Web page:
Morris water maze test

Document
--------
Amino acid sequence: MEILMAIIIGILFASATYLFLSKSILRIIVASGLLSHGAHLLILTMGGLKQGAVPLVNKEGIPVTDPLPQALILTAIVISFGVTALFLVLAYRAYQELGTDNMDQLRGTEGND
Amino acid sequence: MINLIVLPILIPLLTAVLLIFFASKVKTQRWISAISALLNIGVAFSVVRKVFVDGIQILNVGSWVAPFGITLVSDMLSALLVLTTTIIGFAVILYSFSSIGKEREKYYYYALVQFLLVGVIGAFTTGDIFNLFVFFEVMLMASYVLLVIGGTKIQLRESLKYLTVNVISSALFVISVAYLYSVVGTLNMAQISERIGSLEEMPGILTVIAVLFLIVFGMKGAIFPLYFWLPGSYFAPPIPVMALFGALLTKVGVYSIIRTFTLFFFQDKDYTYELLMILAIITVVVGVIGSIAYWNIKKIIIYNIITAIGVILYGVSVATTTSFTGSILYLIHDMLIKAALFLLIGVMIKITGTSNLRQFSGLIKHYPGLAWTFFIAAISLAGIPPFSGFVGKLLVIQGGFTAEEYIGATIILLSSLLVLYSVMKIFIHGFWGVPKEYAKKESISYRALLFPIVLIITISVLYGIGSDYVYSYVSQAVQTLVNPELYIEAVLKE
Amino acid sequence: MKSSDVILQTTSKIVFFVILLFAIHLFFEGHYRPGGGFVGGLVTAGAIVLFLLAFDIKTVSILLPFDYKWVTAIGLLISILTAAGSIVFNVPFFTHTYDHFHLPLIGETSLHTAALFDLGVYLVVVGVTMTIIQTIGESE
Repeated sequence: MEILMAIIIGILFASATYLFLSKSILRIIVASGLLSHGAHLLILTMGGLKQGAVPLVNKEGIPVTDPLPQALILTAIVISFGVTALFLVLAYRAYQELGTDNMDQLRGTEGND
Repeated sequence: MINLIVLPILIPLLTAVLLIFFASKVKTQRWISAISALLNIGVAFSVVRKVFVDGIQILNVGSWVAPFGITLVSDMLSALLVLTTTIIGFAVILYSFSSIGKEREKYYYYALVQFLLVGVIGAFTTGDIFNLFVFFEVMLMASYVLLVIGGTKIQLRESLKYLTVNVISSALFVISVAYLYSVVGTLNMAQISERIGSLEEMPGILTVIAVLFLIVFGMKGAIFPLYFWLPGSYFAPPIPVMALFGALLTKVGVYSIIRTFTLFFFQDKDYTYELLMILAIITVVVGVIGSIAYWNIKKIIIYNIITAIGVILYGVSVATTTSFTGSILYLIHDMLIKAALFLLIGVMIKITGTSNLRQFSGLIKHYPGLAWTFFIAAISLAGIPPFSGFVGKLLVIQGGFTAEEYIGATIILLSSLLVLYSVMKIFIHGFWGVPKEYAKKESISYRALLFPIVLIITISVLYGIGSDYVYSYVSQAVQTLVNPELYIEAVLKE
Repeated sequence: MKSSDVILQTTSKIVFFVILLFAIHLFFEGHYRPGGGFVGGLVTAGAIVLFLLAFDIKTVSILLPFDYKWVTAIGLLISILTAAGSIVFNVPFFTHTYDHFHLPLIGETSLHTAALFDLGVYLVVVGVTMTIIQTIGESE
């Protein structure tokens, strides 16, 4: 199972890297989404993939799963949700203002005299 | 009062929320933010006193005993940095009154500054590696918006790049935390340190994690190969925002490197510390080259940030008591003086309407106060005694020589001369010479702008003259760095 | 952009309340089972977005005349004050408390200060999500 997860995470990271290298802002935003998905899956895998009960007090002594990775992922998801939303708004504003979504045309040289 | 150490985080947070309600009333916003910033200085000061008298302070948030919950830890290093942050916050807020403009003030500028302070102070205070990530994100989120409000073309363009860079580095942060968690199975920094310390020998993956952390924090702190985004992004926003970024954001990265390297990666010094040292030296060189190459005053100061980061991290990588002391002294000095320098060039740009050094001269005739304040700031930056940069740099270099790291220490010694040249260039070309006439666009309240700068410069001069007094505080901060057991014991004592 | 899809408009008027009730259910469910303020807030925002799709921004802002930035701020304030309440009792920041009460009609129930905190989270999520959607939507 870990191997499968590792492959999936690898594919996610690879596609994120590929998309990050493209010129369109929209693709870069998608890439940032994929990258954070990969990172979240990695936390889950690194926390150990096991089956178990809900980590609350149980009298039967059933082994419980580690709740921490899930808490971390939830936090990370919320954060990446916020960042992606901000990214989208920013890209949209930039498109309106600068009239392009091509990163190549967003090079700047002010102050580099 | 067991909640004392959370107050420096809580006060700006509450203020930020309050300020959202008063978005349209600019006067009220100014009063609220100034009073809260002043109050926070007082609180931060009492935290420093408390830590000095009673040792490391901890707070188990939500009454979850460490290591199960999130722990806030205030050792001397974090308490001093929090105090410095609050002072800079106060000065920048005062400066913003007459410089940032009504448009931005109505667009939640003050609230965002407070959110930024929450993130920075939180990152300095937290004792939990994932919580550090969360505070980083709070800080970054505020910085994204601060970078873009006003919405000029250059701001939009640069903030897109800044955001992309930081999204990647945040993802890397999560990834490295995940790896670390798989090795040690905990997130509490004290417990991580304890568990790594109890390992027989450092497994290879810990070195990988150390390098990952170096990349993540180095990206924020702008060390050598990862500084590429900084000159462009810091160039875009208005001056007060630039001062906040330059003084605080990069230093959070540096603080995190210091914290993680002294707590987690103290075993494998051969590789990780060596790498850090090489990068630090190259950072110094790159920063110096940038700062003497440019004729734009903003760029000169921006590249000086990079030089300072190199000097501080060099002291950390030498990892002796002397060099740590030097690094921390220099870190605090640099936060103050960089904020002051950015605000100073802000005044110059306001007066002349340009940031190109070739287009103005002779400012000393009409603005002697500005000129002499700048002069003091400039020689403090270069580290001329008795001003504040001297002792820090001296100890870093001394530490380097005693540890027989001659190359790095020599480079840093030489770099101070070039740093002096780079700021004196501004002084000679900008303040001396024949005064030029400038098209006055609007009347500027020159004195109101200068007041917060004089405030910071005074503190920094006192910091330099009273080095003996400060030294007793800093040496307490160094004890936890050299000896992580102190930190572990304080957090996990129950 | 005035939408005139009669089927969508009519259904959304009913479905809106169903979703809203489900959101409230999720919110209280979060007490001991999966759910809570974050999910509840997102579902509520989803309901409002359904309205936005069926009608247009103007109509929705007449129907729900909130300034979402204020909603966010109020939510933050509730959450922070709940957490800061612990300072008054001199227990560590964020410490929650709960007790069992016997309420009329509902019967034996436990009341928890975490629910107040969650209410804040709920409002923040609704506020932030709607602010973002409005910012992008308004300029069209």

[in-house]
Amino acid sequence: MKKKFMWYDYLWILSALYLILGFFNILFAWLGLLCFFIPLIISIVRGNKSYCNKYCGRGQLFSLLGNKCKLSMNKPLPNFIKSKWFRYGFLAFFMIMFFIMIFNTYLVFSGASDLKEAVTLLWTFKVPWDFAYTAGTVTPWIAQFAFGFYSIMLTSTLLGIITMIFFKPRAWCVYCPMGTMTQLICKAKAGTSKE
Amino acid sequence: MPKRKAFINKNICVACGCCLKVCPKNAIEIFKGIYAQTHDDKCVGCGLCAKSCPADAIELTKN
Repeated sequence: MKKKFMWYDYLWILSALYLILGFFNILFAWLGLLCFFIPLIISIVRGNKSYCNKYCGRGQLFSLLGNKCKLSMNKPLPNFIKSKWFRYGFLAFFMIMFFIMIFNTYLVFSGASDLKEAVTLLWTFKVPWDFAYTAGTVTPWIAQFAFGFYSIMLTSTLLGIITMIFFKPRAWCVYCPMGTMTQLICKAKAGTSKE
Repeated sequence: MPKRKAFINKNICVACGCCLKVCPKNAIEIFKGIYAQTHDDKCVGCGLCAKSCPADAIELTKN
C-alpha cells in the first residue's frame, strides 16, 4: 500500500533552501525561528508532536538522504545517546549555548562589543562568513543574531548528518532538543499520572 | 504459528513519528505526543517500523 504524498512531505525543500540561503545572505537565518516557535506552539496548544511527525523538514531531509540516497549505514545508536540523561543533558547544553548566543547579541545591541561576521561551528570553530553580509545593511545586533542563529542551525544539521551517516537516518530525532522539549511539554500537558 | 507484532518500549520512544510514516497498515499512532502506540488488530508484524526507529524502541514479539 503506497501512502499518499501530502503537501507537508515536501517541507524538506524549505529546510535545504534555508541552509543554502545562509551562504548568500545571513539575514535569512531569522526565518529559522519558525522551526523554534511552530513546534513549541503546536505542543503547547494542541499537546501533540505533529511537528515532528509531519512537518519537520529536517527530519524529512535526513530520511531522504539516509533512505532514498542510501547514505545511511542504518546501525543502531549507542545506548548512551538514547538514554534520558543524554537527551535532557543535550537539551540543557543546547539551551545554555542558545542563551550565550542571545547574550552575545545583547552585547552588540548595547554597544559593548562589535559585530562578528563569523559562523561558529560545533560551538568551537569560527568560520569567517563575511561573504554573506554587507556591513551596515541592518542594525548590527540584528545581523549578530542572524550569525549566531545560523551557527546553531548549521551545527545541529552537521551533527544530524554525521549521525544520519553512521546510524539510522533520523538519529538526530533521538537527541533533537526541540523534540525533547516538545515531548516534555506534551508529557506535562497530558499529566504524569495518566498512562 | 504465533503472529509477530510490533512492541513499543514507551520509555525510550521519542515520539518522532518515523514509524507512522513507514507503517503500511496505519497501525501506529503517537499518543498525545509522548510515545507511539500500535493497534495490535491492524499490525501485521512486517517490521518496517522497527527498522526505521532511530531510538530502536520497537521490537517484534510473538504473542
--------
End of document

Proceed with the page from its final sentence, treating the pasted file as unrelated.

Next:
All three groups of rats were subjected to the Morris water maze test, including orientation navigation and space exploration trials following EA treatment. This test was conducted to investigate spatial learning and memory ability. The Morris water maze video tracking and analysis system (S1000; Taimeng Technology Co, Ltd, Chengdu, China) comprises a stainless-steel circular water tank (diameter, 120 cm; height, 55 cm) equipped with a platform (diameter, 10 cm; height, 21 cm) placed in the third quadrant and submerged 1 cm below the surface of the water. A video camera attached to a computer was placed above the center of the tank to record and analyze the trajectory of the rats. During the orientation navigation trials, each rat was placed in the water at each of four locations equidistant to the platform in clockwise order, from quadrant I, quadrant II, quadrant III to quadrant IV in sequence. The computer recorded the length of the route and the time it took the rat to find the platform. The time spent searching for the platform within 2 minutes was recorded as the escape latency. When a rat arrived at the platform within the 2-minute time restriction, the rat was considered to have found the platform and the escape latency was recorded. If the rat failed to find the platform within 2 minutes, it was removed from the water and placed on the platform for 10 seconds, and the escape latency was recorded as 2 minutes. The orientation navigation trials were repeated once per day for 5 days. The space exploration test was performed to assess memory consolidation the day following the completion of the orientation navigation trials. In this trial, the platform was removed from the tank, and the rats were placed in the water at the same location in quadrant I as in the orientation navigation trials. The rats were allowed to swim freely for 2 minutes. The number of times that each rat crossed the same location of the original platform, the swimming time and paths in each quadrant, and the total swimming path etc were recorded. Then, the ratio of the swimming distance in the original platform quadrant (quadrant III) to the total swimming distance (dP/dT) and the swimming time in the original platform quadrant to the total swimming time (tP/tT) were calculated.